Theme: The defeat of death.
This week’s lesson’s show us the joy of Jesus’ resurrection.
Matthew 28:6
He is not here, for he has risen, as he said. Come, see the place where he lay.


The way these accounts fit together makes the narrative compelling, and it may not be overstating the case to say, as Matthew Arnold once did, that the resurrection of Jesus Christ is “the best attested fact in history.” Lawyers in particular have found this to be true, jurists like Frank Morison, Gilbert West, J. N. D. Anderson, and others. Sir Edward Clark, a well-known English jurist, wrote, “As a lawyer I have made a prolonged study of the evidences for the first Easter day. To me the evidence is conclusive, and over and over again in the High Court I have secured the verdict on evidence not nearly so compelling. As a lawyer I accept it as the testimony of men to facts that they were able to substantiate.”1
At this point, however, neither Peter nor John had seen the resurrected Lord. He was seen by the women first, those who had been last at the cross and were now first at the tomb, Jesus met them on their way home after they had gone to the tomb, seen the angels, and heard about Jesus’ resurrection. The angels message contains four imperatives which are as important for us as they were on that first Easter day for those women (vv. 6-7). In today’s lesson we’ll look at the first two.
1. Come. The first of the angels imperatives was “come.” That was important, because there was much that might have hindered the women from coming. The place itself might have hindered them. It was a graveyard early in the morning, They might have said to each other, “Let’s go back; its not safe here. Let’s come back when it is brighter and there are more people around.” Fear of Rome might have hindered them. The stone had been sealed, but the seal was broken and the stone removed. Rome had been defied. They might be implicated in the crime. They might have said, “We can’t go closer. Rome forbids it” Their sin might have hindered them. Something mysterious, holy had taken place here. They might have reasoned, “This is sacred ground. We can’t go closer.” None of this stopped them, of course. The invitation to come was from God, and they recognized the voice of God in the invitation and obeyed it.
I wonder if you have obeyed the invitation. Through the preaching of the gospel, the Lord invites you to come to him. He is speaking to you when he says, “Come to me, all you who are weary and burdened, and I will give you rest. Take my yoke upon you and learn from me, for I am gentle and humble in heart, and you will find rest for your souls” (Matthew 11:28, 29). Have you come? Have you obeyed that invitation? There can be no knowledge of God, no salvation, no growth in the Christian life until you do.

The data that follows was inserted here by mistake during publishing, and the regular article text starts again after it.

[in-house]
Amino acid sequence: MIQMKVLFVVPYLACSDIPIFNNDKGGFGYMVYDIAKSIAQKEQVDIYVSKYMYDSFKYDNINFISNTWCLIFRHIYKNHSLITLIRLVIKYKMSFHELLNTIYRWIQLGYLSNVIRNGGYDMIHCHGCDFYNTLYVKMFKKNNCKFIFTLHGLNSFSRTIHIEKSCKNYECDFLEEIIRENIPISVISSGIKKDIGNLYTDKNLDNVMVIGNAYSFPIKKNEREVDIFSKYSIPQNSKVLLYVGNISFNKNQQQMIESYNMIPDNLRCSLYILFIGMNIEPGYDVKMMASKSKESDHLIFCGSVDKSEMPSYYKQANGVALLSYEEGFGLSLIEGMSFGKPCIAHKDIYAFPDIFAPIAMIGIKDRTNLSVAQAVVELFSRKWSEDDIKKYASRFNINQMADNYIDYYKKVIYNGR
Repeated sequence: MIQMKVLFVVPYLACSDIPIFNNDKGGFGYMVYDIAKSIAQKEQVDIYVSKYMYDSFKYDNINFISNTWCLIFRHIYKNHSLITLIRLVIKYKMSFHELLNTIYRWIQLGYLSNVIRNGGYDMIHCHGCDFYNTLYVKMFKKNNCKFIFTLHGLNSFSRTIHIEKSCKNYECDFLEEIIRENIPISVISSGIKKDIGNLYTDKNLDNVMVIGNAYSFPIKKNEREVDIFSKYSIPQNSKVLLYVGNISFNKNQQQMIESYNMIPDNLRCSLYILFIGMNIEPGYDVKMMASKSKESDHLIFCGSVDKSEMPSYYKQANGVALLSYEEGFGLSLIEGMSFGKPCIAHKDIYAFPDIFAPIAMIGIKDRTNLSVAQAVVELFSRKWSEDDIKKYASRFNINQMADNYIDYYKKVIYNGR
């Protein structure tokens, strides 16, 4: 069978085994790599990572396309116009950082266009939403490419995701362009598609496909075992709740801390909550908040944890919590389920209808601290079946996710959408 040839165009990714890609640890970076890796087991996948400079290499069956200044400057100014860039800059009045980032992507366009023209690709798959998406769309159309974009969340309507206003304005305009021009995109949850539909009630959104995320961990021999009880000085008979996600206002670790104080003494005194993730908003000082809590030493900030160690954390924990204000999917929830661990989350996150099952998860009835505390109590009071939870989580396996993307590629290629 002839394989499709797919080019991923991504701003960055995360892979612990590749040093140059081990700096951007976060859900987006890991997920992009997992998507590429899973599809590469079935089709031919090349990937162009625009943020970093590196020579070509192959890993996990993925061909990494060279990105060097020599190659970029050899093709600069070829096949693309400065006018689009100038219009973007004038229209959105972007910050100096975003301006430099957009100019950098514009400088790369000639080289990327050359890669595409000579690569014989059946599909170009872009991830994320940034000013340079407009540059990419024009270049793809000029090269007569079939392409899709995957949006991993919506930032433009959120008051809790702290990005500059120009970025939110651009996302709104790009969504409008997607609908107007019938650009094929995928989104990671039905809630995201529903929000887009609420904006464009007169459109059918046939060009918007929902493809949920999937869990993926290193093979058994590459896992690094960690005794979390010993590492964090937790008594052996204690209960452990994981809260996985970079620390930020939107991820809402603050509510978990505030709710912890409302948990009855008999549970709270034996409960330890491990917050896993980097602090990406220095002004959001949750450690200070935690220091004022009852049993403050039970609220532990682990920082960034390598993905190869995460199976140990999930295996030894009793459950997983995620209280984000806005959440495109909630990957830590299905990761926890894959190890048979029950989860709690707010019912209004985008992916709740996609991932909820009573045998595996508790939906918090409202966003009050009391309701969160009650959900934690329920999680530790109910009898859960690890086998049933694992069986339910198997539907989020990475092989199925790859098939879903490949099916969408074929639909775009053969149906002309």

2. See. The second word is “see.” For the angel said, “Come and see the place where he lay” (v. 6). What should we see when we look into the tomb? Years ago Charles Haddon Spurgeon preached a message on this verse in which he suggested five things. 
First, we should see in Christ’s grave the condescension of Jesus Christ, Jesus was not a man for whom death would be natural. Jesus is God. He was with the Father from all eternity and will be with him forever. We would never expect Jesus to die. How can God die? But Jesus did die for us. We should marvel at the condescension of such an amazing God, that he should be placed in a tomb like this to save us.
Second, we should see the horror of our sin, for it was our sin that put him there. Death is the punishment for sin. But Jesus had no sin; he was sinless. Why then did Jesus die? The answer is clear: “He was pierced for our transgressions, he was crushed for our iniquities; the punishment that brought us peace was upon him, and by his wounds we are healed” (Isaiah 53:5). When we look into the tomb we begin to see the horror of our sin and develop a proper hatred for it.
Third, we should look into the tomb to be reminded that we too will die. Unless the Lord returns for his own before that moment, we will also die and be separated from those we know and love. The tomb speaks of our mortality and warns us that there is a life beyond this life for which we must prepare. 
1 The quotations come from John R. W. Stott, Basic Christianity (Downers Grove, Ill. InterVarsity Press, 1981), p47. I have borrowed portions of the preceding material with changes from James Montgomery Boice, The Gospel of John, vol. 5 (Grand Rapids: Baker Book House, 1999), pp. 1564-1565, 1583.


Why was the angels imperative to “come” important for the women to hear?
What are the first three things we should see” when we look into Christ’s empty grave?


Have you come to Jesus? Have you obeyed his invitation? There can be no knowledge of God, no salvation, no growth in the Christian life until you do.

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